.Remove from places that present a risk of inflammation.

The definitive location will arise from a careful evaluation of these points, then adapted to the reality of the hospital in question.


In the design considerations of the Sterilization Plant, consideration should be given to the needs of a sector that effectively and specifically facilitates processes, minimizes environmental contamination and facilitates maintenance of the sterility of the material or raw material processed.
The centralization of all processes, although possible, is a complex task.
Sterilization is a complex process that requires sophisticated equipment, adequate space and qualified personnel to maintain a training program and continuous quality assessment.
Considering security and cost reduction, centralization of all processes is the most recommended, but there are particular circumstances that make this centralization impossible. In this case, firm work policies must be followed in order to maintain the ultimate goal of obtaining a sterile input to be used reliably with the patient.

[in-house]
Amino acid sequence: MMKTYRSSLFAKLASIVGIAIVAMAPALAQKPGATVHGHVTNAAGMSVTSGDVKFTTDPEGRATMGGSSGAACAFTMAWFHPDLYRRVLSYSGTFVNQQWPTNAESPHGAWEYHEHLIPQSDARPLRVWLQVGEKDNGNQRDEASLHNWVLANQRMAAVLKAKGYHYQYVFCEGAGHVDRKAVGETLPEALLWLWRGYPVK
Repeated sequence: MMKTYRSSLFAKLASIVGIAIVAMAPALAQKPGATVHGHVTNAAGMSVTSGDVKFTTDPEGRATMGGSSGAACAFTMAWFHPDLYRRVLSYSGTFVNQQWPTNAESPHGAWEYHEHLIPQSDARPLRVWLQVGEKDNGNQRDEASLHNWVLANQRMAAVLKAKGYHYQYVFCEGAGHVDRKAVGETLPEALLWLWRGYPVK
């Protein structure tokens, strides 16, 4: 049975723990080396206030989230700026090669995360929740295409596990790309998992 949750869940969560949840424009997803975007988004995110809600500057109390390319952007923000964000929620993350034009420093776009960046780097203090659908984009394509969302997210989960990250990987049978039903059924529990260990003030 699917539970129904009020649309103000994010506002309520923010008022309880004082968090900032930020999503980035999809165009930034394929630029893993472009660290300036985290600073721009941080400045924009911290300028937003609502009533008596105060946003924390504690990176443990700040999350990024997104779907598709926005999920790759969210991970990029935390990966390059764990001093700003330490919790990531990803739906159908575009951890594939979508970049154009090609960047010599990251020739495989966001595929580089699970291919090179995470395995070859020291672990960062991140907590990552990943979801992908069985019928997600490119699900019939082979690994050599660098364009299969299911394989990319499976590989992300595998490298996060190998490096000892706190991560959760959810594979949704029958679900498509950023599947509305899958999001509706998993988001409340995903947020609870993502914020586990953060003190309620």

Definitions of areas

Reception Area and cleaning: Area where reusable elements: instruments, equipment, etc., are received, recorded, and subjected to a cleaning process.

Support Area: Area, showers and Office and other facilities for staff.

preparation and packaging areas: Area where clean and dry elements are inspected, assembled in sets, boxes, wrapped or packaged properly selected for the sterilization process. It can be a single area or divided into two: one for conventional instruments and the other for different biomedical devices, anesthesia circuits, respirators, thermolabile mats in general.

preparing textile area: Area where reusable clean textiles(surgical lingerie), and different hydrophilic materials: gauze, bandages, etc., are inspected, armed and packed their packaging process. Inspection of the wrapping materials is also carried out in order to detect irregularities, defects, foreign objects.
This sector may be within the Sterilization Center or in a sector separate from it.
Example: Arrangement of the surgical clothing package in a sector external to the sterilization plant, for example, wardrobe.

Sterilization Area: Area where steam autoclaves are located, ethylene oxide (ETO), dry heat stoves, and all other sterilizing equipment: ormaldehído, hydrogen peroxide plasma; Including the space for loading and unloading cars.
In case of autoclaving by ethylene oxide, it must be in an area separated from the rest of the equipment.

Storage Area sterilized material: Area where materials are sterilized and previously stationed distribution.

Area raw material tank: Storage Area textiles, packaging materials and other clean products. It can be located in or out of the Sterilization Center.